“Andor” Tries to Offer ‘Star Wars Fans’ One Way Out of Its Downward Spiral

Watching Andor took a long time because Obi-Wan Kenobi and Boba Fett were awful. Andor with more realistic sets and professional Academy Award-nominated co-writers like Beau Willimon, Tony & Dan Gilroy is a step up. The directing by Toby Haynes is a step above Deborah Chow’s work, although that’s not saying much. It still suffers from being overall directionless under Lucasfilm’s producer-turned-CEO Kathleen Kennedy. But after a run that included Episode IX, and Solo it’s easy to feel hopeful.

The show’s cast includes Diego Luna as the ill-fated title character from Rogue One Cassian Andor. The exhibition explores the rise of the rebellion beforehand that would eventually be led by series heroes Luke Skywalker, Han Solo, and Leia Organa. Stellan Skarsgard joins the fight as Luthen Rael, a shop owner who helps fund the alliance alongside Mon Mothma (given too much screen time along with her husband Perrin Fertha who gets a wasteful subplot).

The frustration with Andor is that it takes a simple story and in true late Star Wars fashion, unnecessarily complicates it. There are flashbacks to young Cassian on his home planet that are spoken in a made-up language without subtitles so that the world feels more natural. Cassian gets picked up and sent off to prison for the show’s most exciting stretch, but it’s not clear what it pays off aside from introducing a great character in Kino Loy (played by Andy Serkis, Former Bad Guy General Snoke).

That’s not even half of it. The first half is about a pencil-pushing member of the empire who tracks Andor across the galaxy but not before Cassian joins a ragtag group to pull off a heist stealing millions from the Empire’s payroll. The heist, similar to the later prison break is staged well but bungles the implications for its plot. What the characters steal, the same as what they escape to doesn’t matter. It’s the journey, not the destination. Which is why it’s disappointing when the show decides to just end suddenly at a relatively anti-climactic moment.

The show is a prequel to Rogue One, and although it’s miles better than its television predecessor Obi-Wan that is faint qualifying praise. Star Wars fans’ expectations have been beaten down by disappointment after disappointment after disappointment followed by The Book of Boba Fett. I’ve said enough about the decaying quality of the Star Wars franchise under Kathleen Kennedy that I won’t exhaust you here, but suffice it to say that if my family didn’t already have access to Disney Plus I wouldn’t be reviewing it here. Perhaps the $130 million+ budget would be more worth it if the rest of Disney’s Star Wars empire weren’t crumbling around it. But for now its nothing more than an aberration.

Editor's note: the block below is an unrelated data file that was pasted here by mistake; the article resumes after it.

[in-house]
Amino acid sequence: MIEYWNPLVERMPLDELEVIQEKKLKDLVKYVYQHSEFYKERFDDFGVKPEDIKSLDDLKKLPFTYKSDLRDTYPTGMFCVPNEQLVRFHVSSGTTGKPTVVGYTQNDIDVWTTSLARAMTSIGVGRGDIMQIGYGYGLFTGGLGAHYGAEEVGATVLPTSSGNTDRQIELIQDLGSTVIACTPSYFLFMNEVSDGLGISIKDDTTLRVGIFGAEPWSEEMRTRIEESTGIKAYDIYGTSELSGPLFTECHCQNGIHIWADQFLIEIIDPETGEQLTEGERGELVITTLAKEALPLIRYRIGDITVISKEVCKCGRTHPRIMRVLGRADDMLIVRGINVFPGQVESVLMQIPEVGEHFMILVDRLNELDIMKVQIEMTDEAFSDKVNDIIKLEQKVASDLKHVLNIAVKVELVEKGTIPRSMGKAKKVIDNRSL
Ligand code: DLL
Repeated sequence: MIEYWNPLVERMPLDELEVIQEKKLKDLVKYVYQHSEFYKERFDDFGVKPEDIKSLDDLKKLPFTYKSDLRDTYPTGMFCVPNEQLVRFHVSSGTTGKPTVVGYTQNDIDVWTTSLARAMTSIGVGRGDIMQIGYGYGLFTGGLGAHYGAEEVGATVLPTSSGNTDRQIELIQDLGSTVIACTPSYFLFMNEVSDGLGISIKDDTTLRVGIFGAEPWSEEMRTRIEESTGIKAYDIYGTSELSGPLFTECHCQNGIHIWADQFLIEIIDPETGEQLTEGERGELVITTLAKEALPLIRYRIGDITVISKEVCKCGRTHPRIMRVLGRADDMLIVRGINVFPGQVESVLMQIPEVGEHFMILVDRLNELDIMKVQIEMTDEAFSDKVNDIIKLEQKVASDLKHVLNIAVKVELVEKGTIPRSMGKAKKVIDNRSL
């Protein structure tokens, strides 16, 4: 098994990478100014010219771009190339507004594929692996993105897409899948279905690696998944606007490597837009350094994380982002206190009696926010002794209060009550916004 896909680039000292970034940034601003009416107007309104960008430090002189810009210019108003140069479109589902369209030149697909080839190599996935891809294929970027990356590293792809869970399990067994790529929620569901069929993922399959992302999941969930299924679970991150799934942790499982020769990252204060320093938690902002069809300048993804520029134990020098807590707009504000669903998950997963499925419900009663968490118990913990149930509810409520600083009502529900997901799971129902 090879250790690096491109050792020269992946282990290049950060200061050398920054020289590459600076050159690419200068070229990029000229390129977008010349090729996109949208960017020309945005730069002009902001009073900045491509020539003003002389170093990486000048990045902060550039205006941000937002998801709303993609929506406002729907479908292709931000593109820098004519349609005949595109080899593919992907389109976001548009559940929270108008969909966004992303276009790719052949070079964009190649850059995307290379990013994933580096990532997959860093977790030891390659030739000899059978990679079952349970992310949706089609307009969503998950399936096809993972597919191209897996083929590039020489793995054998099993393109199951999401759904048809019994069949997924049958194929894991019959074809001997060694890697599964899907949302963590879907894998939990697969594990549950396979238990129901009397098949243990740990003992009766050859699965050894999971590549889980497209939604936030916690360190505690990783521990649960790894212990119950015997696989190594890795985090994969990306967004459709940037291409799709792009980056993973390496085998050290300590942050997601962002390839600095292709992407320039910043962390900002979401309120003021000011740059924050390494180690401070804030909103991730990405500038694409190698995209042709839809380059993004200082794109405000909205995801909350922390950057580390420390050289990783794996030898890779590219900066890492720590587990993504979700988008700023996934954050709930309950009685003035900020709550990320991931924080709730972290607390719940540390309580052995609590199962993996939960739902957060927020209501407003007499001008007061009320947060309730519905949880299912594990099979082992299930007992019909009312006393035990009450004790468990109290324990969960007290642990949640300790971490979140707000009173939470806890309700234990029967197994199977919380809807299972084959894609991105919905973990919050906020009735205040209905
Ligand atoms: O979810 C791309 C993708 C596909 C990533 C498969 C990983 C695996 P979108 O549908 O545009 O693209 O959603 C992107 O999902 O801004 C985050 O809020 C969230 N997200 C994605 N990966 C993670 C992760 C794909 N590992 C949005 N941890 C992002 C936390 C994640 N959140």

Rating: 6.5/10

Some Nice Things:

  • This looked outstanding by the previews, and the sets are great, if this were a Game of Thrones-style focused 10-episode series it might be worth something but there’s too much bloat that smothers the good performances.
  • I can’t remember the last time I cared about a character in Star Wars more than I did Kino Loy, perhaps Finn in Episode 7 but not since then.
  • Stellan Skarsgard shows the value of good acting in this series. He has more of a character presence than Mon Mothma who has been in two theatrical Star Wars but feels chained to the rhythms of whatever Star Wars is supposed to be written in George Lucas’s abandoned scrolls.
  • There is thankfully one more season, I say it even though this is the best Star Wars has been in six years because the most frustrating bit of all of this is the lack of closure. It’s time for the sequel era to end and move on from the shadow of the original trilogy.

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